Degsy Hay, A Juvenile Redeemed
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Sixteen-year-old Degsy is roughing it on the snowy streets of London with no one for company but Sadface, the three-legged dog he saved from the bins. He’s spent his whole life in and out of jail, rising to power as the gaffer, dealing, cracking skulls, but he always looks after his own and those who can’t look after themselves. He learnt that from Gladys – the little old lady whose life he saved when he was a kid – and from his violent, drug-addicted mum, who showed him exactly what it feels like to be powerless and alone.

He was cut from her belly, kicking and screaming, in a prison cell and spent his first four years there in hell. It was tough – he has the scars to prove it – but he has no idea how tough until he finds her diary: The Devil’s Book. Her cheerful boasts of violence, humiliation and torture leave him breathless. Then her evil scrawl gets darker still, and sexual, and just as he is about to discover the full horror of his childhood, he finds that the pages he needs to read are missing.

But he must look forward now. He’s determined to keep his nose clean. He can’t go back to prison, not again. He wants to make a better life for himself. And he wants to help others, too: kids in gangs, like he was, the homeless, the elderly, like Gladys – he can’t bear the thought of them getting beaten up or feeling like prisoners in their own homes. He has a vision. He wants to turn an abandoned school and hospital into a housing project for young people – Unit 16-21. It will cost millions of pounds, and he can’t even afford a bag of crisps, but it’s a dream that keeps him warm at night (along with hooch, weed and the pills that the vet gave him for Sadface’s injuries).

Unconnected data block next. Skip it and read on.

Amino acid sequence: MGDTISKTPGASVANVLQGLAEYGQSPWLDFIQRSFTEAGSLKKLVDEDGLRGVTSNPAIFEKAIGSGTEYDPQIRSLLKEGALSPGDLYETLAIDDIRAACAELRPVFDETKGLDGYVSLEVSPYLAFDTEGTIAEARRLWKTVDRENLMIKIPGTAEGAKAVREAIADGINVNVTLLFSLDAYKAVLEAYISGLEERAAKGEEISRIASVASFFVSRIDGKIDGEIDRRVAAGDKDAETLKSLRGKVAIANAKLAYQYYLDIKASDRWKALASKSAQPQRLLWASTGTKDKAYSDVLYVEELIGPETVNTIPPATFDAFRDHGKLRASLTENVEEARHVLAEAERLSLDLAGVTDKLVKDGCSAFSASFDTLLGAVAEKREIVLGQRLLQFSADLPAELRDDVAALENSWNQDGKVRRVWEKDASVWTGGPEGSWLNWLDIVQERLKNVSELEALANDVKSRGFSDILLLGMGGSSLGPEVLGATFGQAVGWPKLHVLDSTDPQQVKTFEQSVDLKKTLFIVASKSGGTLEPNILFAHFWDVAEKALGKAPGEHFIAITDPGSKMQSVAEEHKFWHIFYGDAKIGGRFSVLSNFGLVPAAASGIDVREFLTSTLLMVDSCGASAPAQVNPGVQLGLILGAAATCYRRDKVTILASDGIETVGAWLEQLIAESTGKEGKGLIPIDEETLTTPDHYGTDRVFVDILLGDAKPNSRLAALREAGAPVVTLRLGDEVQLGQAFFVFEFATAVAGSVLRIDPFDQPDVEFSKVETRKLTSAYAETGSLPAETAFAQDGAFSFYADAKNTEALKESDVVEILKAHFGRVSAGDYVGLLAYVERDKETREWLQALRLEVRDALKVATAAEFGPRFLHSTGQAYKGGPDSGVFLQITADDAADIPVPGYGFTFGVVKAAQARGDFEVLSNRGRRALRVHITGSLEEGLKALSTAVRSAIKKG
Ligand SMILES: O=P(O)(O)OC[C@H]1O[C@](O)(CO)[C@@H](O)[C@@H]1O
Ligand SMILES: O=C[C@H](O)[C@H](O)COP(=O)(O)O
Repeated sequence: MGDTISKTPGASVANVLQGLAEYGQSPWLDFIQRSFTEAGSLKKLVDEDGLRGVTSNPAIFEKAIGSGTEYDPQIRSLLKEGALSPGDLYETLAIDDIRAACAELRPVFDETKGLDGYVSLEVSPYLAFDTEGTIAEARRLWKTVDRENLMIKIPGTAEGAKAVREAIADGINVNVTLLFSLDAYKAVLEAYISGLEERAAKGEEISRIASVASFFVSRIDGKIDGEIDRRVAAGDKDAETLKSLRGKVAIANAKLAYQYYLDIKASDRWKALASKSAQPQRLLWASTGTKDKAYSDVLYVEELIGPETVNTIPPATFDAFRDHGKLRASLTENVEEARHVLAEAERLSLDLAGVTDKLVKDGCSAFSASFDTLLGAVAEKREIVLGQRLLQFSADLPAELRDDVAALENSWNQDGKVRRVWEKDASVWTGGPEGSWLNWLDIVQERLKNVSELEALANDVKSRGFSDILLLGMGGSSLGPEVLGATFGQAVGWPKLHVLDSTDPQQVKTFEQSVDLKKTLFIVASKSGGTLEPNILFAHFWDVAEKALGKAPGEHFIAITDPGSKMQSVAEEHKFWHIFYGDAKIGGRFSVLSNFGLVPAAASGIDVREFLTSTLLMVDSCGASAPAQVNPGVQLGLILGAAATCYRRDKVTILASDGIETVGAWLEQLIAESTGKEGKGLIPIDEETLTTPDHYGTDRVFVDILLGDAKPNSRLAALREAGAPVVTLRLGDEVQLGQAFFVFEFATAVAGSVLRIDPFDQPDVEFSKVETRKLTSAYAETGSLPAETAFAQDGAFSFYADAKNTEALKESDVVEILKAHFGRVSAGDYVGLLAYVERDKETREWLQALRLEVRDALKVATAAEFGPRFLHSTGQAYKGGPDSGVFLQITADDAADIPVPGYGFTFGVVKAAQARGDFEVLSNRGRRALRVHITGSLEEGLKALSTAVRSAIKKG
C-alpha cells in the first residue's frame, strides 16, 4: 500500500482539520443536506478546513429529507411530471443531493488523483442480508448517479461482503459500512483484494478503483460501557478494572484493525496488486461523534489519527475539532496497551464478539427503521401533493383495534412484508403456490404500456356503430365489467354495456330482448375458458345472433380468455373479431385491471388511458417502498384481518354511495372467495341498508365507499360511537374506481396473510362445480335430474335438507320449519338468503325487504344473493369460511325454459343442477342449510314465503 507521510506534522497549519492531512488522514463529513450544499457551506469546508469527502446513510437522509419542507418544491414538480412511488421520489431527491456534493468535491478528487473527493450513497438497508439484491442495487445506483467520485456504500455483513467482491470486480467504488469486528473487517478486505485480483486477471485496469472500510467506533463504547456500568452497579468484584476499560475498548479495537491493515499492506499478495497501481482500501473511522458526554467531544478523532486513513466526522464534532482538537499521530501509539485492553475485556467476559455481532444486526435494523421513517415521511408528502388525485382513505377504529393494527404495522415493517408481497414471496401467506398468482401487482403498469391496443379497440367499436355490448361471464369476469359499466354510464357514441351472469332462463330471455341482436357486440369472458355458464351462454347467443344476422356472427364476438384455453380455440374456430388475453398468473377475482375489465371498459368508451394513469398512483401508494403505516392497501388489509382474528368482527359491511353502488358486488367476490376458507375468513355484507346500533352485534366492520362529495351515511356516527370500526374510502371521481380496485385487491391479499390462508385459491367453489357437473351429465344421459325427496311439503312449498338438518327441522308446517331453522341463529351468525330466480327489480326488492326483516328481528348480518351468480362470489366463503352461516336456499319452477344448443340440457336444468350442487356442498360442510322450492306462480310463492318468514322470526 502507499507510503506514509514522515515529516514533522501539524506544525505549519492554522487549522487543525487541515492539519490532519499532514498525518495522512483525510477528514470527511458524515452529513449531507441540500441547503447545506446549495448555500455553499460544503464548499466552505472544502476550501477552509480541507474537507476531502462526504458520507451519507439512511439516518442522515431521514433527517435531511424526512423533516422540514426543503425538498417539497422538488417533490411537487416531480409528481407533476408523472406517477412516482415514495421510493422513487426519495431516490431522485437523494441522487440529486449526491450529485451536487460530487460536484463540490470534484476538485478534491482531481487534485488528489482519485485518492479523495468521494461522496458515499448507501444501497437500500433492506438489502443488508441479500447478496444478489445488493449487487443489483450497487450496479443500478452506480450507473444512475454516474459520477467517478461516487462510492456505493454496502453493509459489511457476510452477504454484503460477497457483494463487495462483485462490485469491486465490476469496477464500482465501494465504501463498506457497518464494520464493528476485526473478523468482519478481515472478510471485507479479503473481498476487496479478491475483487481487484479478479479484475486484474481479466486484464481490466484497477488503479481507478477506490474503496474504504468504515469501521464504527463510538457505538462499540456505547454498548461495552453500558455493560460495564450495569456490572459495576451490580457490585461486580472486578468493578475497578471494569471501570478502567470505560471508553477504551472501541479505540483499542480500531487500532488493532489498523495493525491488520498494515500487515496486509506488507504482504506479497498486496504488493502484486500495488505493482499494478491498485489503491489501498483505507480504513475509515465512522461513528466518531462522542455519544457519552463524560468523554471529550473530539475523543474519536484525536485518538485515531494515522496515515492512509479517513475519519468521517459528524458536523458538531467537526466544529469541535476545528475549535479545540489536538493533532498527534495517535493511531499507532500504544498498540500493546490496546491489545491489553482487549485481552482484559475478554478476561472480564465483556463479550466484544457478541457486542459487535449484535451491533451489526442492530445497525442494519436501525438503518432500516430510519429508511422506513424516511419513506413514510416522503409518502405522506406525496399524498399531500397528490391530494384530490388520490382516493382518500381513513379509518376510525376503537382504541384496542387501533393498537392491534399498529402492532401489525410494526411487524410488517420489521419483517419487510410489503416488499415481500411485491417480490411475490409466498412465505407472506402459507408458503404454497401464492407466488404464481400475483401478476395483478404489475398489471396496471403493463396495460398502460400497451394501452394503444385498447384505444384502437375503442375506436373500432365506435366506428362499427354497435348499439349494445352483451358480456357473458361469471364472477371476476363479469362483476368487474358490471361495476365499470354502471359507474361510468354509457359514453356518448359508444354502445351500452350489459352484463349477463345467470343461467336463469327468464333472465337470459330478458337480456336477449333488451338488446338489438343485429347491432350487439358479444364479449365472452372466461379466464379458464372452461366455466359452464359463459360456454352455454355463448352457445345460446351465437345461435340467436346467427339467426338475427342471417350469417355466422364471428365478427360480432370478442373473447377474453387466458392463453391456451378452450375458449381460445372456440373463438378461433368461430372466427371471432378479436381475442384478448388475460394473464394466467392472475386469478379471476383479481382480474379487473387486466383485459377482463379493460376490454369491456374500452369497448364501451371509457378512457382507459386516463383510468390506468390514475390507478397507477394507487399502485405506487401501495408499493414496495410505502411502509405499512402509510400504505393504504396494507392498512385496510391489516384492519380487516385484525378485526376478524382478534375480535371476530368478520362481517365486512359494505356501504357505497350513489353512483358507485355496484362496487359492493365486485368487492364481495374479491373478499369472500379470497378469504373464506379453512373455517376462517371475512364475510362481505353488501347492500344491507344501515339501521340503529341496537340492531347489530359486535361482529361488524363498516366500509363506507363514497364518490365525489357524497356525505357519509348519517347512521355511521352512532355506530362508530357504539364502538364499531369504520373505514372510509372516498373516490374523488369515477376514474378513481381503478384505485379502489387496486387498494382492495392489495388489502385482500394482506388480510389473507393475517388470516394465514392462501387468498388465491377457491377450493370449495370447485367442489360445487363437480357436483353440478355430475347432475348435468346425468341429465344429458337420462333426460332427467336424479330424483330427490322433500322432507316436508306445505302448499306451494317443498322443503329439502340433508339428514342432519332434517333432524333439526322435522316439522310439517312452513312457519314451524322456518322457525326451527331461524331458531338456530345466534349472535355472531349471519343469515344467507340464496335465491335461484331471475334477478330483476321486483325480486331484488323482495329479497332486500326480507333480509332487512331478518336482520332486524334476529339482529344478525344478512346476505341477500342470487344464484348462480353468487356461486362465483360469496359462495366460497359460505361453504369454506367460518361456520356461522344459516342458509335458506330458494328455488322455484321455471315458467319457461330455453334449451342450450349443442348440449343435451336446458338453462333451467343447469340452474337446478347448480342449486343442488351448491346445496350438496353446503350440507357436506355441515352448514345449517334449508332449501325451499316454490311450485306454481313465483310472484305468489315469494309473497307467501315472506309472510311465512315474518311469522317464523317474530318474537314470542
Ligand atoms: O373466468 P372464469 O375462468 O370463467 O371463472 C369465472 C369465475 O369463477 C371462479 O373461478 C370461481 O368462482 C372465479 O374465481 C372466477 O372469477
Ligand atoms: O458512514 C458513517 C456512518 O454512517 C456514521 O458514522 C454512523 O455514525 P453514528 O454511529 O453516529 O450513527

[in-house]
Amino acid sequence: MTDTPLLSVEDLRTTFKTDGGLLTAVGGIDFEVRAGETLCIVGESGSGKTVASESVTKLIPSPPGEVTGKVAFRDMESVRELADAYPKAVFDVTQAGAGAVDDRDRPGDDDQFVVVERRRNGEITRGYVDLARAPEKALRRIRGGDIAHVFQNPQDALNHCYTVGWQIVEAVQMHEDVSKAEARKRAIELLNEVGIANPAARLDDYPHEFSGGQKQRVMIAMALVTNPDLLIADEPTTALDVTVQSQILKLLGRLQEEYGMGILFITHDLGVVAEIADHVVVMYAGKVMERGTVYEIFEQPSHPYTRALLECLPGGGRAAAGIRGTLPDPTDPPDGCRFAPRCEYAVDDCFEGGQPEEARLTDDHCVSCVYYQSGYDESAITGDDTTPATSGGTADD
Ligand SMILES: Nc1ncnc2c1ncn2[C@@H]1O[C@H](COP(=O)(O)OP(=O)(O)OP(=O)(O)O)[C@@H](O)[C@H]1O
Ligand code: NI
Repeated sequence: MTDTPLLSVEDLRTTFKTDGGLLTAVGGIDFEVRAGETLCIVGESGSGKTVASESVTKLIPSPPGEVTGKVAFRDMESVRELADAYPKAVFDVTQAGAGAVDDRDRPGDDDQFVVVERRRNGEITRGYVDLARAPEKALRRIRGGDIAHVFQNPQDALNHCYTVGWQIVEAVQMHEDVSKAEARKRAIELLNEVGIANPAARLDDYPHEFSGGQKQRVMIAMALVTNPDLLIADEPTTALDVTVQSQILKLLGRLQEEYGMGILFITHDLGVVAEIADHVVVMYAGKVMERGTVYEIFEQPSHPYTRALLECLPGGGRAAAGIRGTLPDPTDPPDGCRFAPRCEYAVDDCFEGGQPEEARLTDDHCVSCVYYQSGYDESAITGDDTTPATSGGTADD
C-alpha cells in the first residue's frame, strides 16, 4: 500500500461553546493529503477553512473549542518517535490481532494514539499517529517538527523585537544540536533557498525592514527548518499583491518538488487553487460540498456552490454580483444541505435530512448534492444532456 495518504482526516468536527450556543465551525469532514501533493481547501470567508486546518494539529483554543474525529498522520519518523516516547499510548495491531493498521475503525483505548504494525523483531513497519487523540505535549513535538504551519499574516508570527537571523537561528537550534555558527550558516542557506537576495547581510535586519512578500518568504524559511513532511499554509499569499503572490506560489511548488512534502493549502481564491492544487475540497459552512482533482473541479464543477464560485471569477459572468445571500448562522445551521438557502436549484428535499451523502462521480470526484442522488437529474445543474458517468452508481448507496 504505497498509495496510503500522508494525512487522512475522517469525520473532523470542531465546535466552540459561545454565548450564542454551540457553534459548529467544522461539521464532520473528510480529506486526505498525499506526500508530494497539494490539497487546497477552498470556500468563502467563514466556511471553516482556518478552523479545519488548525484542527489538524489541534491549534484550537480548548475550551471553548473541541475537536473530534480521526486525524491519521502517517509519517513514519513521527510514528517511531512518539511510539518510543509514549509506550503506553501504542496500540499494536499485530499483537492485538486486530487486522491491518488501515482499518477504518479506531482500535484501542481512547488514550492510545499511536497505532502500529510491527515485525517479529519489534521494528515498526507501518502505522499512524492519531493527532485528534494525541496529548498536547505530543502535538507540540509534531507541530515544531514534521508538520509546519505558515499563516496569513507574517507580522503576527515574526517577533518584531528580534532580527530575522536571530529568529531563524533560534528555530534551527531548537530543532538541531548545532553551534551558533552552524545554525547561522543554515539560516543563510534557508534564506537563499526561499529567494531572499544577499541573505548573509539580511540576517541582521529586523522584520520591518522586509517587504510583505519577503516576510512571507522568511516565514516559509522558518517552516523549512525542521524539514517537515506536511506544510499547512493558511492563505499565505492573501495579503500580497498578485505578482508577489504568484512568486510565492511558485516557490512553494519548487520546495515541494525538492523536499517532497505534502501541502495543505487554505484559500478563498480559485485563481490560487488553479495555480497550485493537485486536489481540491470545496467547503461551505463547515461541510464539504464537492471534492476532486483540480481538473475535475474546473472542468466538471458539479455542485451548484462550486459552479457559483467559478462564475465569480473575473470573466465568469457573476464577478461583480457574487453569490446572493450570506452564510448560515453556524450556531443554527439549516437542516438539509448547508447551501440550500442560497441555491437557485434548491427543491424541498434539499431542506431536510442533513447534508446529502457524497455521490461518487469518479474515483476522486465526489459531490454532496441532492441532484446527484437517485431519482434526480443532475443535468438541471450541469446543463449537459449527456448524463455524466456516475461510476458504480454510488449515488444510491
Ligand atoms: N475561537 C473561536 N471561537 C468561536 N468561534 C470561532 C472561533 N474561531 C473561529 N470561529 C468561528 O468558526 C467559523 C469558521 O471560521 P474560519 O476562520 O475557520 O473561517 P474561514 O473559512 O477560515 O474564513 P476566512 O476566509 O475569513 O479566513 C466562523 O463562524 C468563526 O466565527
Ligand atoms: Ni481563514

He wants to change the world … but the world has other ideas. See, he takes on a final job to score a little cash – dumping a scooter for the TWC, a gang with a reputation for violence and connections to a mysterious crime lord with eyes, ears and guns on every corner: MR-K. It turns out the scooter was used to mow down a copper, and members of the TWC take photos of him dumping it. Now he’s just waiting to be arrested for a crime he didn’t commit.

And then there’re the kids to worry about: more and more missing kid posters are pasted all over London, and when his mate, Dipper, goes missing, he knows that it’s a problem he can’t ignore.

As Degsy searches for the truth about his past, the whereabouts of the missing children and a better way of life, losing the game of cat and mouse with street predators and the police, he is slowly drawn back into a world of trouble that he will be lucky to escape with his life intact. But Degsy’s is a story of transformation and redemption, of strength and hope, of holding onto an impossible dream and watching it become a reality … no matter what the cost.

 

Genre Teen & Young Adult


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1 Comments

  • I had purchased this book 2 weeks ago for my 17 year old daughter who seems to be getting in with the wrong crowd. She’s already half-way through it and encouraged me to purchase another for myself. I have to say there is so much sadness and suspense and I am only gone through a quarter and looking forward to reading the rest. I would urge other parents to get a copy too. Its so real to life and the author in my opinion as highlighted what life is about from a young person’s point of view. It as also helped me to help my daughter too. Thank you